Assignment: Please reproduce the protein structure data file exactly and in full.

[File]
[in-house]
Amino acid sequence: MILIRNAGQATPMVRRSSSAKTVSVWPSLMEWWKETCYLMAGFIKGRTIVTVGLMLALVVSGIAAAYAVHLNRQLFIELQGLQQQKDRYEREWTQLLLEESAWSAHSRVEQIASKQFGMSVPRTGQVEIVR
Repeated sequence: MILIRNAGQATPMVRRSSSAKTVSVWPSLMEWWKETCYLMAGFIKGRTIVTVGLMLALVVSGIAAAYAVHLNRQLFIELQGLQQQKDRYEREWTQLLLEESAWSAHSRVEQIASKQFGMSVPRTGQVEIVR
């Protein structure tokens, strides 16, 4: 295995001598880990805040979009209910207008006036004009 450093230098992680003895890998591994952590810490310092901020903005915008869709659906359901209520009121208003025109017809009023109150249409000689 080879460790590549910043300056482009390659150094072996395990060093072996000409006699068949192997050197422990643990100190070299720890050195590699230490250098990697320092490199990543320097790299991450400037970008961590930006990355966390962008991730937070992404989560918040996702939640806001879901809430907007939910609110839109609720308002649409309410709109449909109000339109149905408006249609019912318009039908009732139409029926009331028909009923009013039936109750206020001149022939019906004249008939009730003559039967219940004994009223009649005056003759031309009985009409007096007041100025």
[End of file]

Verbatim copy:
[in-house]
Amino acid sequence: MILIRNAGQATPMVRRSSSAKTVSVWPSLMEWWKETCYLMAGFIKGRTIVTVGLMLALVVSGIAAAYAVHLNRQLFIELQGLQQQKDRYEREWTQLLLEESAWSAHSRVEQIASKQFGMSVPRTGQVEIVR
Repeated sequence: MILIRNAGQATPMVRRSSSAKTVSVWPSLMEWWKETCYLMAGFIKGRTIVTVGLMLALVVSGIAAAYAVHLNRQLFIELQGLQQQKDRYEREWTQLLLEESAWSAHSRVEQIASKQFGMSVPRTGQVEIVR
């Protein structure tokens, strides 16, 4: 295995001598880990805040979009209910207008006036004009 450093230098992680003895890998591994952590810490310092901020903005915008869709659906359901209520009121208003025109017809009023109150249409000689 080879460790590549910043300056482009390659150094072996395990060093072996000409006699068949192997050197422990643990100190070299720890050195590699230490250098990697320092490199990543320097790299991450400037970008961590930006990355966390962008991730937070992404989560918040996702939640806001879901809430907007939910609110839109609720308002649409309410709109449909109000339109149905408006249609019912318009039908009732139409029926009331028909009923009013039936109750206020001149022939019906004249008939009730003559039967219940004994009223009649005056003759031309009985009409007096007041100025």